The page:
“I got my C license from Erie Community College 24 years ago,” Gary explains. “You have to do 15 contact credit hours every three years to keep it current.”

The new person who takes over Gary’s responsibilities will have to have both a C and a D license because of the new water tank in town.

“Water was always part of the highway work here. When I started we had seven miles of water. Now we’re at 65 miles and growing.”

Ridgeway’s water source is the Niagara River, and the provider is the Niagara County Water Authority. Surprisingly the water itself can be coming from many directions. He explains, “A large part of the water comes form the Town of Hartland. We have a meter there. On the south side it comes from the village of Medina. I have another connection from the town of Gaines. That meter pit is for both directions. I have a meter pit with the town of Albion, but that is shut off. We are connected to the Town of Shelby. In an emergency I can go in both directions.”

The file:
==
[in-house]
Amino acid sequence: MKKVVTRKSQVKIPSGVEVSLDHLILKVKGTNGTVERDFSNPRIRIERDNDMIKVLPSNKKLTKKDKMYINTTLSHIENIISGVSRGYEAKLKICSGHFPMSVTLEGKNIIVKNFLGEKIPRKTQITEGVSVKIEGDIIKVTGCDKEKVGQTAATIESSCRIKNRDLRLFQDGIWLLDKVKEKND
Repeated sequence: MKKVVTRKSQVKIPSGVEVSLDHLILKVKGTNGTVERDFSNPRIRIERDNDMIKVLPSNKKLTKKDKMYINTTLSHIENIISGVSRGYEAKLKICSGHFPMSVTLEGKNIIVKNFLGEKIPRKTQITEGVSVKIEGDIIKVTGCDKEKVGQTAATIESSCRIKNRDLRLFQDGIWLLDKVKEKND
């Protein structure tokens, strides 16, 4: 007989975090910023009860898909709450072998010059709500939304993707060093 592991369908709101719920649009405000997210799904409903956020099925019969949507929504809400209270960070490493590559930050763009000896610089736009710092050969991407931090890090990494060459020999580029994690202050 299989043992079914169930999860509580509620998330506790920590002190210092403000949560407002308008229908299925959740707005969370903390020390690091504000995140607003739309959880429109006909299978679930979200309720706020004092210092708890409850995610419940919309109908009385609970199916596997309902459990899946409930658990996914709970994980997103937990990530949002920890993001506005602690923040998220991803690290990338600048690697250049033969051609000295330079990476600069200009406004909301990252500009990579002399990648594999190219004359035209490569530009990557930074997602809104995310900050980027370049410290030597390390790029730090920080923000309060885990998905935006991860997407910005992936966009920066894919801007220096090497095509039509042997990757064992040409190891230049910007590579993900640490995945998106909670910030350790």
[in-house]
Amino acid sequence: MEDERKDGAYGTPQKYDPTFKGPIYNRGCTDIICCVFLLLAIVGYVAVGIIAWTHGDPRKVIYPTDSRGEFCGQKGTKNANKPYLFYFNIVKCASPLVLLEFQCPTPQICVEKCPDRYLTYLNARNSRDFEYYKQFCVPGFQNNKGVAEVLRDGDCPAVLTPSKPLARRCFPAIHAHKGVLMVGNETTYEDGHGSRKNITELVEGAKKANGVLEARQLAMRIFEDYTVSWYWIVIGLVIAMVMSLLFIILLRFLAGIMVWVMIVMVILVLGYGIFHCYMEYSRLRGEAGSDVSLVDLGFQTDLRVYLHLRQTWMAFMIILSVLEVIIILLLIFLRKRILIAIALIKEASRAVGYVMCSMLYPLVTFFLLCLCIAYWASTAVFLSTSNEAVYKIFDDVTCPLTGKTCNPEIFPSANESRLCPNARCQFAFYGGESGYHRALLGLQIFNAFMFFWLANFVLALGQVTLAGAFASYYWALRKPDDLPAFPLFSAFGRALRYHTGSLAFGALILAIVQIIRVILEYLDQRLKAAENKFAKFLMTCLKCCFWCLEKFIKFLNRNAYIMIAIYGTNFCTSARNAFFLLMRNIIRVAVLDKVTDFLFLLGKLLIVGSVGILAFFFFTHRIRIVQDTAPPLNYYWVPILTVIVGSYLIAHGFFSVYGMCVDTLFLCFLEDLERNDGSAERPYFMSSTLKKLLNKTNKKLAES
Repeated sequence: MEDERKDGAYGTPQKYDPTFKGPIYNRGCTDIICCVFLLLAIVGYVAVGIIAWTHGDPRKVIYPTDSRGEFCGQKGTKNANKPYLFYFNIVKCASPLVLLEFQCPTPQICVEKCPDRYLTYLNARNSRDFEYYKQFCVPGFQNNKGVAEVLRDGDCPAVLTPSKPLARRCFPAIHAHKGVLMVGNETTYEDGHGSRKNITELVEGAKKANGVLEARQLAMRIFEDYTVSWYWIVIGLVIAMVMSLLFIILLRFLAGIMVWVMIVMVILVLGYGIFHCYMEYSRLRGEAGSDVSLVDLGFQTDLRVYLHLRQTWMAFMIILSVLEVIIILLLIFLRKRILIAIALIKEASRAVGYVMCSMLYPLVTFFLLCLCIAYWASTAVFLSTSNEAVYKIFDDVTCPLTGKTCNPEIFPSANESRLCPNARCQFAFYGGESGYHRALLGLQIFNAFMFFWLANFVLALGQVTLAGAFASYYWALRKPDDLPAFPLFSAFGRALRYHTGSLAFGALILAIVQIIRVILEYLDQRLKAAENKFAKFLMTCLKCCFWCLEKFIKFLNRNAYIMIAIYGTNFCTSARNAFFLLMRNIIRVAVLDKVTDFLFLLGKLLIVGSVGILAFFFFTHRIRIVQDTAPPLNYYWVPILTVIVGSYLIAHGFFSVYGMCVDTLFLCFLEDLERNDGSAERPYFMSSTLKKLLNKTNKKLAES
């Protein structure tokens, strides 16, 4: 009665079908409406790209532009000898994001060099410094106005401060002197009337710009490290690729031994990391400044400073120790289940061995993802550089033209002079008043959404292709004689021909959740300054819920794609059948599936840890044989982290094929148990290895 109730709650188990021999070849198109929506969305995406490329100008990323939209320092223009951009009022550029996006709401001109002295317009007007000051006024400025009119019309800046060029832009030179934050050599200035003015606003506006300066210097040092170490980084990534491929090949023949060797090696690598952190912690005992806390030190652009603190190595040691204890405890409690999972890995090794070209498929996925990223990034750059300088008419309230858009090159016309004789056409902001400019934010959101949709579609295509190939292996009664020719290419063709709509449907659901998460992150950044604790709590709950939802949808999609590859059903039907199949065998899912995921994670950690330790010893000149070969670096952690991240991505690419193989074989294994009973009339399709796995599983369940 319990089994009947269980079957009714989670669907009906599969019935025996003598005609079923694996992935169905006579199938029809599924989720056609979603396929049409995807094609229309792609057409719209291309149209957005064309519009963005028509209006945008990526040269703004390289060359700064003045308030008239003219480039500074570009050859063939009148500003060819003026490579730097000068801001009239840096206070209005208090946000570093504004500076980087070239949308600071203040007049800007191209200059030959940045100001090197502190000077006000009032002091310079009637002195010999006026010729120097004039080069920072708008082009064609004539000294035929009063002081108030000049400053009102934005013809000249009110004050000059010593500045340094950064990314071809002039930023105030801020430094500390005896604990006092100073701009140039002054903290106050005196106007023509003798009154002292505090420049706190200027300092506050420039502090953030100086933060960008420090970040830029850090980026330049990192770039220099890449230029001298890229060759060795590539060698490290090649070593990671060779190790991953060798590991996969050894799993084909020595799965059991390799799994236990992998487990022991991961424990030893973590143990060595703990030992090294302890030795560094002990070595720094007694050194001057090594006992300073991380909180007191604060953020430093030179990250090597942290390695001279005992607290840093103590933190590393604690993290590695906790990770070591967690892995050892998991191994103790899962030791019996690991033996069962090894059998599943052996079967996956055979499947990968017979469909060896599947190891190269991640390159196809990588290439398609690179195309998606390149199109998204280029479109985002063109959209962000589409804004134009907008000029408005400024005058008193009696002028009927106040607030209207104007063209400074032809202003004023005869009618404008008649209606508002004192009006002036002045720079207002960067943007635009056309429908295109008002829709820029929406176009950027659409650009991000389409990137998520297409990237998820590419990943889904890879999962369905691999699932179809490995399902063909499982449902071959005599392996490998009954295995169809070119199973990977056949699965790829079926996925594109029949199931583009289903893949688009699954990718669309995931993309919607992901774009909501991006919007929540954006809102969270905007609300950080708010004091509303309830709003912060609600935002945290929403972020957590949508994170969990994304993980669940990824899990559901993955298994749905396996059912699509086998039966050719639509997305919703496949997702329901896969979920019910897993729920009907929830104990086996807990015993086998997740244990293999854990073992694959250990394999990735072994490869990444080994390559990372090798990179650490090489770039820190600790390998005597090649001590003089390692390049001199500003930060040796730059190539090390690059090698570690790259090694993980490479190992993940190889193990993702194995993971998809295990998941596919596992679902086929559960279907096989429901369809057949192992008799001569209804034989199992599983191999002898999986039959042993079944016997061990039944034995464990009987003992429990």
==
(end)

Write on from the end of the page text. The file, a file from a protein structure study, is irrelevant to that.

One such emergency occurred this year in the Town of Albion when a section of pipe blew a valve, and the town asked Gary to provide water in a hurry.

“I said I can give you potable water now but not enough pressure for fire protection.”

Like most water emergencies, this one lasted less than six hours. He says fires are the biggest reason for towns to need extra water from their neighbors.

Key to the success of Ridgeway’s water line expansion is a brand new $800,000 water tank and pump station that holds 300,000 gallons of water. Due to post 9/11 restrictions, you can’t photograph water maps or inside the meter pit building.

Gary says the new facility makes it possible for him to more accurately add chlorine and reduce the need for flushing. He says, “You have to maintain a 0.2 on chlorine for the health department. With this facility I can control things. Niagara County might be sending water in at 0.8. Distance and time are factors as well as how long it sits in the lines.”